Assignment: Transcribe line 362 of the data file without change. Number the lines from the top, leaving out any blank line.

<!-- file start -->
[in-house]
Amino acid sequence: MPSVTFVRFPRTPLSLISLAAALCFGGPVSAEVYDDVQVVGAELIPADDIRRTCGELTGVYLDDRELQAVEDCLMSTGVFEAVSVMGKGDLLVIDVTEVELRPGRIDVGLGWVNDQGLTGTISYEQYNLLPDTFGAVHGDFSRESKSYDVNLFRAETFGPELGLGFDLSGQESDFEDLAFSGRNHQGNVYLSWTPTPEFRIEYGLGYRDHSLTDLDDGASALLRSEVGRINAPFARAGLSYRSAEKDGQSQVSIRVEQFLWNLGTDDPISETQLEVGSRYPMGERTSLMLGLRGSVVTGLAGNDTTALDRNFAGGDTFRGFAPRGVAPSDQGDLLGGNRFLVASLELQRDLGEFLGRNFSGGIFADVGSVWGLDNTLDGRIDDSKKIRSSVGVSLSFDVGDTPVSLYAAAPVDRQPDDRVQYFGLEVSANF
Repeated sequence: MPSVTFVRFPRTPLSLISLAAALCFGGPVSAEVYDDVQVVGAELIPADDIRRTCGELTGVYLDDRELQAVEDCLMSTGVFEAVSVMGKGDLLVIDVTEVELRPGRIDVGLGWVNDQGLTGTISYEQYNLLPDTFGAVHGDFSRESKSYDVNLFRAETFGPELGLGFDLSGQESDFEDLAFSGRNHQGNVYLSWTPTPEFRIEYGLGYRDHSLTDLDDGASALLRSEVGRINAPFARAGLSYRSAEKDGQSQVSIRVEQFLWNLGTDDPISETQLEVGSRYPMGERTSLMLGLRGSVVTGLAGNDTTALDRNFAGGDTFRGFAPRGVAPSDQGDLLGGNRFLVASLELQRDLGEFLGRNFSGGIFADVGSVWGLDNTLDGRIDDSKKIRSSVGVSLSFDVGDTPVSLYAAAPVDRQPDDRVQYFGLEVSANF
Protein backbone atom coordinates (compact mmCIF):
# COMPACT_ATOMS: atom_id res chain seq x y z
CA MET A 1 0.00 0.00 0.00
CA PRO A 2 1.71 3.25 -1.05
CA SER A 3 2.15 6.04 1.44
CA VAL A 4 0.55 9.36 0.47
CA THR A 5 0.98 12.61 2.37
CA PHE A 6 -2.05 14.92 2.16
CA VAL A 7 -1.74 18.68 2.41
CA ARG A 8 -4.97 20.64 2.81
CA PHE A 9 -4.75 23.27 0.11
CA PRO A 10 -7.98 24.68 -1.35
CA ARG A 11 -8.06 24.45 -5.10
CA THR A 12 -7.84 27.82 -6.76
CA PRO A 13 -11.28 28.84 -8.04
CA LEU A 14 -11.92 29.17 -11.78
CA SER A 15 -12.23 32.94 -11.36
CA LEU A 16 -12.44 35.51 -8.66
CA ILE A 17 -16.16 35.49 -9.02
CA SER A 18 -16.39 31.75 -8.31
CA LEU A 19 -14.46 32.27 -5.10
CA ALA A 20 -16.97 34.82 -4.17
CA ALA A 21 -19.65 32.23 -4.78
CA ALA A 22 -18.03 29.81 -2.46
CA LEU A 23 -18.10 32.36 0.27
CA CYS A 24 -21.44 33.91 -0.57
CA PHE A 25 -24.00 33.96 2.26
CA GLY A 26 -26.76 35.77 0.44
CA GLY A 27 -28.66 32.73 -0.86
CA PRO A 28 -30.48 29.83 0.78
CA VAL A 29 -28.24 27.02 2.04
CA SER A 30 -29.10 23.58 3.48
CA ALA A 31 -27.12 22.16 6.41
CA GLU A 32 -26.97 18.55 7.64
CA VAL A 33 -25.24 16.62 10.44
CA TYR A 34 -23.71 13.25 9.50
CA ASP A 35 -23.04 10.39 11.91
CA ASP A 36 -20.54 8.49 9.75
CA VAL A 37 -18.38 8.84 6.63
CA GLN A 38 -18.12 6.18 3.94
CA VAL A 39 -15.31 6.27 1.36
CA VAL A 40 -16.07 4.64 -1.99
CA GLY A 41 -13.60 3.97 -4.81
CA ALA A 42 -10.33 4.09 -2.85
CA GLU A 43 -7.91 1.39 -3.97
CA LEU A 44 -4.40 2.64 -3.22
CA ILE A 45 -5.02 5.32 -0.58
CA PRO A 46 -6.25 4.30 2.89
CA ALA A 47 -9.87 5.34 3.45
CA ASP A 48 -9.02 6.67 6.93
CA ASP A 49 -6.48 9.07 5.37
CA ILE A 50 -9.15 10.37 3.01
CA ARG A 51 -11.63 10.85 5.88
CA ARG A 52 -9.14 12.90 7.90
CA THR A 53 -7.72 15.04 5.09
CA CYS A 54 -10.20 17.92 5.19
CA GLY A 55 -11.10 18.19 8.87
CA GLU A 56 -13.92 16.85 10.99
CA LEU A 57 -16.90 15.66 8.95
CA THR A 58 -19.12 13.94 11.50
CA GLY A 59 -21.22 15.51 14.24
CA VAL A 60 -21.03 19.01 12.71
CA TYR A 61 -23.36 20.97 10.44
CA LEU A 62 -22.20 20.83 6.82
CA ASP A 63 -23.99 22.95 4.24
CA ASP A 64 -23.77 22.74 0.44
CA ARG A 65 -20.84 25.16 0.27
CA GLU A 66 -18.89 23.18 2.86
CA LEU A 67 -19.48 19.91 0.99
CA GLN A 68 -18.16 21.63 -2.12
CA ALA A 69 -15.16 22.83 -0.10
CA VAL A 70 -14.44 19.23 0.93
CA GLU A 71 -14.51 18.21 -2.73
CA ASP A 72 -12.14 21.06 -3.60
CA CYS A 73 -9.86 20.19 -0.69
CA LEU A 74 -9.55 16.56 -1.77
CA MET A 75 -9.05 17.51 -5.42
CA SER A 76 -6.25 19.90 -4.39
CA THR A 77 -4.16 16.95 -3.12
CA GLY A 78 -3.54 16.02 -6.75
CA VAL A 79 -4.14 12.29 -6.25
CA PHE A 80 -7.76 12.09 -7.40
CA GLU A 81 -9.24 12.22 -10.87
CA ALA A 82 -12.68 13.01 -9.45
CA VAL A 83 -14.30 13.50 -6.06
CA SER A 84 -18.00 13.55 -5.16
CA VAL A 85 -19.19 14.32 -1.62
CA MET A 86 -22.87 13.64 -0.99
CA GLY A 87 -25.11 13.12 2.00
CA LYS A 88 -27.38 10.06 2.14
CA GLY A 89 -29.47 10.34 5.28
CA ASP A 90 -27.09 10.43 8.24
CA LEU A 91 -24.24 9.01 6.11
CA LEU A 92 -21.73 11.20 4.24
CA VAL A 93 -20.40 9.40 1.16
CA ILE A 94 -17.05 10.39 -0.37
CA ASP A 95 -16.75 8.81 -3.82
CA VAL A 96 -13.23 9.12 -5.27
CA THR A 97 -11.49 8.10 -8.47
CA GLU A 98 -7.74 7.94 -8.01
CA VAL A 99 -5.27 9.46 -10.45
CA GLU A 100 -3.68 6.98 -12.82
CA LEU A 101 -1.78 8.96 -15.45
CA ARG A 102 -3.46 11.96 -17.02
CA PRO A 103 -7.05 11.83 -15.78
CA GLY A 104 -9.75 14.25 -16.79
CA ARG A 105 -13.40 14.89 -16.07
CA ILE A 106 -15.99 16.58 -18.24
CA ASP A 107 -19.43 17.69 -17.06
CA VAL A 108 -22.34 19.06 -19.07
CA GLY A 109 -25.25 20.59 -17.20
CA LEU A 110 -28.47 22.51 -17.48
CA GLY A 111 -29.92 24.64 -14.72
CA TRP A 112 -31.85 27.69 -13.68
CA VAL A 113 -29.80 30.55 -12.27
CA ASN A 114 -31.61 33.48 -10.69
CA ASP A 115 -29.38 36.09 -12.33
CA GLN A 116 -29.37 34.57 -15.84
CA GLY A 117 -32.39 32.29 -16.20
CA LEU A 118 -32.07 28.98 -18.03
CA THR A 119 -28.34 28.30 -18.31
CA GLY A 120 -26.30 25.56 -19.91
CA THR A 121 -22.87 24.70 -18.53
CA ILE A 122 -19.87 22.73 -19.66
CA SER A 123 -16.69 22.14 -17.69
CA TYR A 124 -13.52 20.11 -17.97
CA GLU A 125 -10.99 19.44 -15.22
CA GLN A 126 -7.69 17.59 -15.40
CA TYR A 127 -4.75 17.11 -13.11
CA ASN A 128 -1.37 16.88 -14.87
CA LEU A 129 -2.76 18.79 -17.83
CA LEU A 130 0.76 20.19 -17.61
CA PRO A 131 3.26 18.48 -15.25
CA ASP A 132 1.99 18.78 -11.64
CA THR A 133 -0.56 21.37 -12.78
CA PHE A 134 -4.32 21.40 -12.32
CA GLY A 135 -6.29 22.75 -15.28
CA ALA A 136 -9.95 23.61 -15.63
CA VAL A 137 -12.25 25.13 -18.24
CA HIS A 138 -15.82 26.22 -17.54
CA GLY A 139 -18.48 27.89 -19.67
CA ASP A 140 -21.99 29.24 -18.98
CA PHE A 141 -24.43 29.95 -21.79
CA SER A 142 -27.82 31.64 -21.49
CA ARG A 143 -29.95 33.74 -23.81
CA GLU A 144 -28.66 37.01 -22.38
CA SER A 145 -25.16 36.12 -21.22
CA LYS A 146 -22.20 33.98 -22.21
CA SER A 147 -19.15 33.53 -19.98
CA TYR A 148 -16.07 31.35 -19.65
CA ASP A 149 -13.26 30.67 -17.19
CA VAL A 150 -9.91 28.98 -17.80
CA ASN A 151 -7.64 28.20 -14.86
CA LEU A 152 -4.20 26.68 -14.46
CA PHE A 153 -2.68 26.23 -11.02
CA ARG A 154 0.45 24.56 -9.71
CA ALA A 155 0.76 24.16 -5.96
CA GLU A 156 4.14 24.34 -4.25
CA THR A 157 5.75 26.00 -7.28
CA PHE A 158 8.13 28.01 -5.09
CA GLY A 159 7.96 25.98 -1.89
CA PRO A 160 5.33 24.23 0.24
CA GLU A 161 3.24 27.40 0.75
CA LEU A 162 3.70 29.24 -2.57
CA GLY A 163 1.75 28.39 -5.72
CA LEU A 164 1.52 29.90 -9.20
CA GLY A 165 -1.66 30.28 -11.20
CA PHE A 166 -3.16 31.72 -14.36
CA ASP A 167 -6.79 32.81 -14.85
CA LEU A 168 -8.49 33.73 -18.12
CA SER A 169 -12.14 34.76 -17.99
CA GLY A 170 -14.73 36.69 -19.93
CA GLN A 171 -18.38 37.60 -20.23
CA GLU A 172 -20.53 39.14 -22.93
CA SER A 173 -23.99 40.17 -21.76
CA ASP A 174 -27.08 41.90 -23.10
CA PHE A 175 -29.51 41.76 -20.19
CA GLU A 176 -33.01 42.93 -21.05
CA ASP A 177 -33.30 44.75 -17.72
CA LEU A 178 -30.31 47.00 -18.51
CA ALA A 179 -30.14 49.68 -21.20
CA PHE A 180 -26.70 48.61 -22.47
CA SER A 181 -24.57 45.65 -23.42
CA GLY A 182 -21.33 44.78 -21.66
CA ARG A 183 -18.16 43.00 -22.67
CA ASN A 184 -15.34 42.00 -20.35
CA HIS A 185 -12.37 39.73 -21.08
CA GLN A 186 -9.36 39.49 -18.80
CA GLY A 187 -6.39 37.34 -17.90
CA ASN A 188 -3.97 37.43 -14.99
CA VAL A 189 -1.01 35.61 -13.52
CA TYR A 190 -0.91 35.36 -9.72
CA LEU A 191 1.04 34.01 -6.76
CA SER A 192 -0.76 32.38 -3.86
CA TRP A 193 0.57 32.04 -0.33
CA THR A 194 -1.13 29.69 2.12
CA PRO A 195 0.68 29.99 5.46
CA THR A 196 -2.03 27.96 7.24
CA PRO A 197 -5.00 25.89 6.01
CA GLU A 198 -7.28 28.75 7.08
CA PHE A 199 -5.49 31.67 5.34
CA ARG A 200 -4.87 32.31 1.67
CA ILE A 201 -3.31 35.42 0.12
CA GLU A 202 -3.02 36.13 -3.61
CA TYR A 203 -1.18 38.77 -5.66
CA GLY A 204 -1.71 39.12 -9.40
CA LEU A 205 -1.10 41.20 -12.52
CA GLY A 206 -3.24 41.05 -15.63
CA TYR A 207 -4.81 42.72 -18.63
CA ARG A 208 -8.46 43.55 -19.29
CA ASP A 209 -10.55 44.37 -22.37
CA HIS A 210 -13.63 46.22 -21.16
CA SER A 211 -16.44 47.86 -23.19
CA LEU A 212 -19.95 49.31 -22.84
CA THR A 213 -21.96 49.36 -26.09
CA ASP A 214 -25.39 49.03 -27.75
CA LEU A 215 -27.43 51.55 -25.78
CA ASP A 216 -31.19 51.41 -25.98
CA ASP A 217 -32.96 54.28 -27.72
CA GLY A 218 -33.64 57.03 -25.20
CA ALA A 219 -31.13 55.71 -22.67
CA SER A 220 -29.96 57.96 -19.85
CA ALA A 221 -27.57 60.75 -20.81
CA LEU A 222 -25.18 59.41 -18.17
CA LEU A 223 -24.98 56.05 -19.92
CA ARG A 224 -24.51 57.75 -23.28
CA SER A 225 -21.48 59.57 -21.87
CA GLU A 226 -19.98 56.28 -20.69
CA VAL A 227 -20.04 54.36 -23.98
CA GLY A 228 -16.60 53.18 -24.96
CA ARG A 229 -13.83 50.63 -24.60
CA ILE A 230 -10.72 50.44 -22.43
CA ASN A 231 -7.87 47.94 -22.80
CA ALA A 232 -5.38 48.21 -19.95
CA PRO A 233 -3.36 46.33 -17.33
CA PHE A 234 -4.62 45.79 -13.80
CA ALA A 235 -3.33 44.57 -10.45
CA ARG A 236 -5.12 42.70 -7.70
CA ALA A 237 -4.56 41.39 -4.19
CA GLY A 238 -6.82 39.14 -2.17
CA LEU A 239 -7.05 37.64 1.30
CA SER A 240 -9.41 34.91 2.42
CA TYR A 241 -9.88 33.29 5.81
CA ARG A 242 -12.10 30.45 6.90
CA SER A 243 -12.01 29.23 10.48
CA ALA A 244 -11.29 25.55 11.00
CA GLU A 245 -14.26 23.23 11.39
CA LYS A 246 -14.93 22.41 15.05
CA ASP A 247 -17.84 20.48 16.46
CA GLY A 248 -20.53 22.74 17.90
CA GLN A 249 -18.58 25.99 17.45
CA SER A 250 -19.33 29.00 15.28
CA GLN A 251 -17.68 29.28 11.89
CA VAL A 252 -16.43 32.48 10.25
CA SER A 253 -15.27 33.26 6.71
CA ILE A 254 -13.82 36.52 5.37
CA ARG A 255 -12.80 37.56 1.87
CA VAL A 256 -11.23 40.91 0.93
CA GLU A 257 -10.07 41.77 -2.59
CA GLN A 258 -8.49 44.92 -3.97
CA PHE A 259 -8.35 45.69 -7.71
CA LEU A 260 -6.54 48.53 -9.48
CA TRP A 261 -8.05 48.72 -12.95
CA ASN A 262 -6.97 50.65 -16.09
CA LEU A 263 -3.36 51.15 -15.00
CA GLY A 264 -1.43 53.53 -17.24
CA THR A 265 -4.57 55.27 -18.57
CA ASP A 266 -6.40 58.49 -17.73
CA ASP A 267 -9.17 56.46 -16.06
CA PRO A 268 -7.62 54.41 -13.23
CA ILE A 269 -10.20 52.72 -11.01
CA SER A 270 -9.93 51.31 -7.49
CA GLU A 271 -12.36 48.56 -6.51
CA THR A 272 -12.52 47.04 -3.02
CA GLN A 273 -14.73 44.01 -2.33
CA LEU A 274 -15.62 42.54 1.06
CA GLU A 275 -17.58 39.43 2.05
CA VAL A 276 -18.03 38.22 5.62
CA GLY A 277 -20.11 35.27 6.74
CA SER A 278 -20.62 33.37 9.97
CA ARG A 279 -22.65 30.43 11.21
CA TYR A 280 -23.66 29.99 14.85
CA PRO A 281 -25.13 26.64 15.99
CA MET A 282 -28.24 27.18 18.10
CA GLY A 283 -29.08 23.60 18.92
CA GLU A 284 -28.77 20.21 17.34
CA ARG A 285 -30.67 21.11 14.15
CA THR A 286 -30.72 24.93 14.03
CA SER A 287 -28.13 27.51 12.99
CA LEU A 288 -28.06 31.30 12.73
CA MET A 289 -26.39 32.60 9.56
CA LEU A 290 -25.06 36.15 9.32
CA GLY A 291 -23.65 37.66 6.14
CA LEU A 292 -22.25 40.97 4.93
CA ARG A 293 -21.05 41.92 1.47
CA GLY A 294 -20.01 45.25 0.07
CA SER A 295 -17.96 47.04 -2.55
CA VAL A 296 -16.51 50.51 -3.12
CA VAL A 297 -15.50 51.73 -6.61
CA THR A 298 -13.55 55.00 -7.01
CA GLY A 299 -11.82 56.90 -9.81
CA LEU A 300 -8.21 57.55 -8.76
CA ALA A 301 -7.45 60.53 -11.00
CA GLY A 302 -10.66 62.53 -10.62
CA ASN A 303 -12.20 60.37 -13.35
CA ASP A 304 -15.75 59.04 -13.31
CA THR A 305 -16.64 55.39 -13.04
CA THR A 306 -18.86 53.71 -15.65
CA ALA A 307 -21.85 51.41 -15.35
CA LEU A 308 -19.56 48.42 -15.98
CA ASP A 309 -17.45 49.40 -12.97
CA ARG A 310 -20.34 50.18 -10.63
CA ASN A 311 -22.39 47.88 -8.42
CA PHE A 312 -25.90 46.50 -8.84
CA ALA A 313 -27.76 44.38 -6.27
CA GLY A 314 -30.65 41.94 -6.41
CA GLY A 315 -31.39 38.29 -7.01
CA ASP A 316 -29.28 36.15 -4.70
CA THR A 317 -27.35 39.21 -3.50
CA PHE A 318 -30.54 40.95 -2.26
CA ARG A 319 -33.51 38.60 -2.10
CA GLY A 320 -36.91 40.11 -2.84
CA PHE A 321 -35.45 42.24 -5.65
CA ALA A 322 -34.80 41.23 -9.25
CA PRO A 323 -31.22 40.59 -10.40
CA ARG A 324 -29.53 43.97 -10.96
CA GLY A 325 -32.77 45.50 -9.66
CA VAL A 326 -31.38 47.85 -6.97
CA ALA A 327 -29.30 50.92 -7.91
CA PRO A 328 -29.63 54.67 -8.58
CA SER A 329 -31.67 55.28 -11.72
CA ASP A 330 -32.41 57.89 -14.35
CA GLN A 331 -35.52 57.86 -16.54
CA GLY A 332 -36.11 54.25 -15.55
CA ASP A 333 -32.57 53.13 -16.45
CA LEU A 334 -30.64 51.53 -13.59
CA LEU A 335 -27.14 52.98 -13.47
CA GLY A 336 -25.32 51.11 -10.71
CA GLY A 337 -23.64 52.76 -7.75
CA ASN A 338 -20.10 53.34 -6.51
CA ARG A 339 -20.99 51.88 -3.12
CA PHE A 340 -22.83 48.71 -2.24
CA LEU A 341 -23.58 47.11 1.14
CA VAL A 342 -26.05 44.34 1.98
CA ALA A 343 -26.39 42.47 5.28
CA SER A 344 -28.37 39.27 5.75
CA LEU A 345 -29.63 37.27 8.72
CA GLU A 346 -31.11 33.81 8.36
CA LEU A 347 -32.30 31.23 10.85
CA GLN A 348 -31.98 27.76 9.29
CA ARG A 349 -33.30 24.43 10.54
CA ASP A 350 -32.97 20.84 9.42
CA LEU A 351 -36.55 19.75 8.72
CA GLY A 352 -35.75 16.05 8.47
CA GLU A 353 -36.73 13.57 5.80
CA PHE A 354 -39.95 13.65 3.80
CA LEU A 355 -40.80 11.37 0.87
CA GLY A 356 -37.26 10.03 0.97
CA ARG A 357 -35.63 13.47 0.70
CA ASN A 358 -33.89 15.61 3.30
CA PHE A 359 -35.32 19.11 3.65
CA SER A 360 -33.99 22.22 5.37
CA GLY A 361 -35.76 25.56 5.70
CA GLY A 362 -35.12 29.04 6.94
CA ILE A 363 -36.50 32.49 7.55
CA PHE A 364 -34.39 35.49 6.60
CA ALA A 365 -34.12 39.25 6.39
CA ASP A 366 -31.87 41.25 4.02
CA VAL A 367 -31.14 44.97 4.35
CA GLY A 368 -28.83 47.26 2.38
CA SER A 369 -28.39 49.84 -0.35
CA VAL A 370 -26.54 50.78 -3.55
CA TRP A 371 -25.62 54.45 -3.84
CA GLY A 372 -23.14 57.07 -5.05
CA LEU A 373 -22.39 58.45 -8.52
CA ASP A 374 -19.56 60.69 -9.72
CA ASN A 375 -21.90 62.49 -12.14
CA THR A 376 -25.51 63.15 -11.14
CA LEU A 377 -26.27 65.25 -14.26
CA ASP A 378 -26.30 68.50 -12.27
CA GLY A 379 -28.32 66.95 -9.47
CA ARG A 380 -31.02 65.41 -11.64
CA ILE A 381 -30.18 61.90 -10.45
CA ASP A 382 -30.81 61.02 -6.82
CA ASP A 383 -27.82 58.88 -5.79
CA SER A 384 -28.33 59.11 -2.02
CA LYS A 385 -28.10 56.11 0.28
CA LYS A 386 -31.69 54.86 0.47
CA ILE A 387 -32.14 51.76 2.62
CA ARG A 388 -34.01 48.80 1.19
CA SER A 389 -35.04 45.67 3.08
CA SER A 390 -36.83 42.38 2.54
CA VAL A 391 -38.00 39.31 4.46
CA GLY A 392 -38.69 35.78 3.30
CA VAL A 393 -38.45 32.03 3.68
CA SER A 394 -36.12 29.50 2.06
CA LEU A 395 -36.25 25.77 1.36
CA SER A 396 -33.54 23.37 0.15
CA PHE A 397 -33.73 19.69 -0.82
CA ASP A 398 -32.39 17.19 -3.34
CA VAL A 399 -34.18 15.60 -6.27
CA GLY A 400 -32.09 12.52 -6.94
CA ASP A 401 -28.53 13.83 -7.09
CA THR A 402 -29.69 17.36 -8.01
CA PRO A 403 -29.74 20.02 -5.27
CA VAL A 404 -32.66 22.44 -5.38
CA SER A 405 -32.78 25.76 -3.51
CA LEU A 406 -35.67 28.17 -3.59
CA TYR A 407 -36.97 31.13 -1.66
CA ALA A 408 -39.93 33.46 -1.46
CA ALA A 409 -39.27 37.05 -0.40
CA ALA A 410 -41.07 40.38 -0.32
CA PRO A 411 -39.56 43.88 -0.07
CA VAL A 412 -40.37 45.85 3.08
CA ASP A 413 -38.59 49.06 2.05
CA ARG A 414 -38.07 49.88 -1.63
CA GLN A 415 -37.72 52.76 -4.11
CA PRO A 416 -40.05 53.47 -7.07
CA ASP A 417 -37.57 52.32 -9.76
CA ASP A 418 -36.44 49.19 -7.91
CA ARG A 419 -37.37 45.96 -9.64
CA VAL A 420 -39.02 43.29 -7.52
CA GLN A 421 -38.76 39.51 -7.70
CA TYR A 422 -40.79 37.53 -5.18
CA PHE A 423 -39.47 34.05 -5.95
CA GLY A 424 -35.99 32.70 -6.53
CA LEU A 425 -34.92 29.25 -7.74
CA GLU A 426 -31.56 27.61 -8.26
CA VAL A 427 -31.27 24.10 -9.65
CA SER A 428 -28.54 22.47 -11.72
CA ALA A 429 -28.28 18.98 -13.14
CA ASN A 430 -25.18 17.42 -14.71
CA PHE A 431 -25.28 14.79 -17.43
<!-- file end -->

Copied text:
CA ARG A 357 -35.63 13.47 0.70